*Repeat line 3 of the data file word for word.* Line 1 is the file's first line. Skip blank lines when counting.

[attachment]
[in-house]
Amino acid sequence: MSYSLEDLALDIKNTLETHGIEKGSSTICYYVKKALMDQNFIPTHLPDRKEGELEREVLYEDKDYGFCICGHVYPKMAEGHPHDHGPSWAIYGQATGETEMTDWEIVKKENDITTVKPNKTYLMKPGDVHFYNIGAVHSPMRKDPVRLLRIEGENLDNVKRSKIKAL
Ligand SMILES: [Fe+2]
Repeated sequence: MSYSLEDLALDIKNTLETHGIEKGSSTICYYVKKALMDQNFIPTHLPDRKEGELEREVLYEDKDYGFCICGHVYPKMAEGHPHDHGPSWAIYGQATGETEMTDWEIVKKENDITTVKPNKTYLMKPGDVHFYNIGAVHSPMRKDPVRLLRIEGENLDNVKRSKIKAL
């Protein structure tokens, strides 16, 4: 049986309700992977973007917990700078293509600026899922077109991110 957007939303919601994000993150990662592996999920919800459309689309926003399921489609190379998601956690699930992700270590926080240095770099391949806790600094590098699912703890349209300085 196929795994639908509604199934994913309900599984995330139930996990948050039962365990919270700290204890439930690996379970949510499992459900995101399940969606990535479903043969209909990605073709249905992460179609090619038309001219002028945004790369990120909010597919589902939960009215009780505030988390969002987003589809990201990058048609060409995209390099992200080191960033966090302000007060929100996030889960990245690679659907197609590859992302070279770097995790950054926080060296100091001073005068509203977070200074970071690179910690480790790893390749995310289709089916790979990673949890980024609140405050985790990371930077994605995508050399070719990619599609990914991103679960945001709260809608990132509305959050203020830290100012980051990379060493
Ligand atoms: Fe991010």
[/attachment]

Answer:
Ligand SMILES: [Fe+2]